Tips on Lua syntax | Tarantool
Reference Tips on Lua syntax

Tips on Lua syntax

The Lua syntax for data-manipulation functions can vary. Here are examples of the variations with select() requests. The same rules exist for the other data-manipulation functions.

Every one of the examples does the same thing: select a tuple set from a space named ‘tester’ where the primary-key field value equals 1. For these examples, we assume that the numeric id of ‘tester’ is 512, which happens to be the case in our sandbox example only.

First, there are three object reference variations:

-- #1 module . submodule . name
-- #2 replace name with a literal in square brackets
-- #3 use a variable for the entire object reference
tarantool> s =
tarantool> s:select{1}

Examples in this manual usually have the “” form (#1). However, this is a matter of user preference and all the variations exist in the wild.

Also, descriptions in this manual use the syntax “space_object:” for references to objects which are spaces, and “index_object:” for references to objects which are indexes (for example

Then, there are seven parameter variations:

-- #1
-- #2
-- #3
-- #4
-- #5
-- #6
tarantool> variable = 1
-- #7
tarantool> variable = {1}

Lua allows to omit parentheses () when invoking a function if its only argument is a Lua table, and we use it sometimes in our examples. This is why select{1} is equivalent to select({1}). Literal values such as 1 (a scalar value) or {1} (a Lua table value) may be replaced by variable names, as in examples #6 and #7.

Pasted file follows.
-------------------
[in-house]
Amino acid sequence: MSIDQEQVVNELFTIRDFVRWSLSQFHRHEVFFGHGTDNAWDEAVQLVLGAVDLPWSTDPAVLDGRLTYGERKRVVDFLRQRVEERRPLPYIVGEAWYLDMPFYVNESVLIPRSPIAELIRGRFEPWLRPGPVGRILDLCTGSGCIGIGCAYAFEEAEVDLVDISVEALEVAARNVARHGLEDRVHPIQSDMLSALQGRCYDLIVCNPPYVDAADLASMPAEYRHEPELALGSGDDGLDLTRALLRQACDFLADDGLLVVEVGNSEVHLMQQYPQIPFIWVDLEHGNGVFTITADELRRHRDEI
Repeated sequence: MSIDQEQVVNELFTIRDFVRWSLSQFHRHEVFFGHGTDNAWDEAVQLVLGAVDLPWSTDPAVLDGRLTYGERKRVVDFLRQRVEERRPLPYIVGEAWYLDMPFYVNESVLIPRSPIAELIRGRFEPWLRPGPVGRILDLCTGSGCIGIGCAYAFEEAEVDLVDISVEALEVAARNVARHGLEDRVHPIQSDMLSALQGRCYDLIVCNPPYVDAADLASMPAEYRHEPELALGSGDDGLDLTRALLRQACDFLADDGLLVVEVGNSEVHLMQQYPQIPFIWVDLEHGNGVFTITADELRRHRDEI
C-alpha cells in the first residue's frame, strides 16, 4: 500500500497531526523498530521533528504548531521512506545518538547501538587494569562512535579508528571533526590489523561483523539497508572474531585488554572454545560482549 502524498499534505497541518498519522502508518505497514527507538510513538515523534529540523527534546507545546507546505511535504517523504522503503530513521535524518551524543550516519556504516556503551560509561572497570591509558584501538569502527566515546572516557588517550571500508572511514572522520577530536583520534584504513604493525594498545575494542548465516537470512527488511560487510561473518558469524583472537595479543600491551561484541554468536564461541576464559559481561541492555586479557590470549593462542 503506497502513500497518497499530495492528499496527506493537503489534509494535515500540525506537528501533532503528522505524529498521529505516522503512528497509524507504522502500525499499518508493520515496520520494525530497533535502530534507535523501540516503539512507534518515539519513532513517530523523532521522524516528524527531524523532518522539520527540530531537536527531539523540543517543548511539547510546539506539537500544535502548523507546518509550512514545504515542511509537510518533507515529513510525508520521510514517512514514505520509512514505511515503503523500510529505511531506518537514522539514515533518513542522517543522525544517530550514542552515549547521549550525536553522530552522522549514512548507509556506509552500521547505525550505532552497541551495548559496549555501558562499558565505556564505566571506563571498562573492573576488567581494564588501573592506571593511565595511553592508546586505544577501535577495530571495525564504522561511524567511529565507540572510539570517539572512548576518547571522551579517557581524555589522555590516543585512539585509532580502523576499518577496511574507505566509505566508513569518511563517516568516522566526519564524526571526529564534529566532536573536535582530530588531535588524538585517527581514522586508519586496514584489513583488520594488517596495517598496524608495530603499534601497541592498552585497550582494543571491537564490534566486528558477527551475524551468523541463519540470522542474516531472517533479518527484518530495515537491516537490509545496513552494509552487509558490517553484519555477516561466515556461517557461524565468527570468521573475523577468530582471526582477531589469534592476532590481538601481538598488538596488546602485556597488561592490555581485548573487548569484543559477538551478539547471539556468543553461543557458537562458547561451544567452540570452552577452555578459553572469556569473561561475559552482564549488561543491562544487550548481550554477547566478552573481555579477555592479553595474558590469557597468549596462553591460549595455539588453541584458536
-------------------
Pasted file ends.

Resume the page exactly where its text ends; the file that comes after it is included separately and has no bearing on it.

Although there are special cases where braces can be omitted, they are preferable because they signal “Lua table”. Examples and descriptions in this manual have the {1} form. However, this too is a matter of user preference and all the variations exist in the wild.

Database objects have loose rules for names: the maximum length is 65000 bytes (not characters), and almost any legal Unicode character is allowed, including spaces, ideograms and punctuation.

In those cases, to prevent confusion with Lua operators and separators, object references should have the literal-in-square-brackets form (#2), or the variable form (#3). For example:

tarantool> s =['1*A !@$%^&*()_+12345678901234567890']
tarantool> s:select{1}


  • characters which are unassigned code points,
  • line and paragraph separators,
  • control characters,
  • the replacement character (U+FFFD).

Not recommended: characters which cannot be displayed.

Names are “case sensitive”, so ‘A’ and ‘a’ are not the same.

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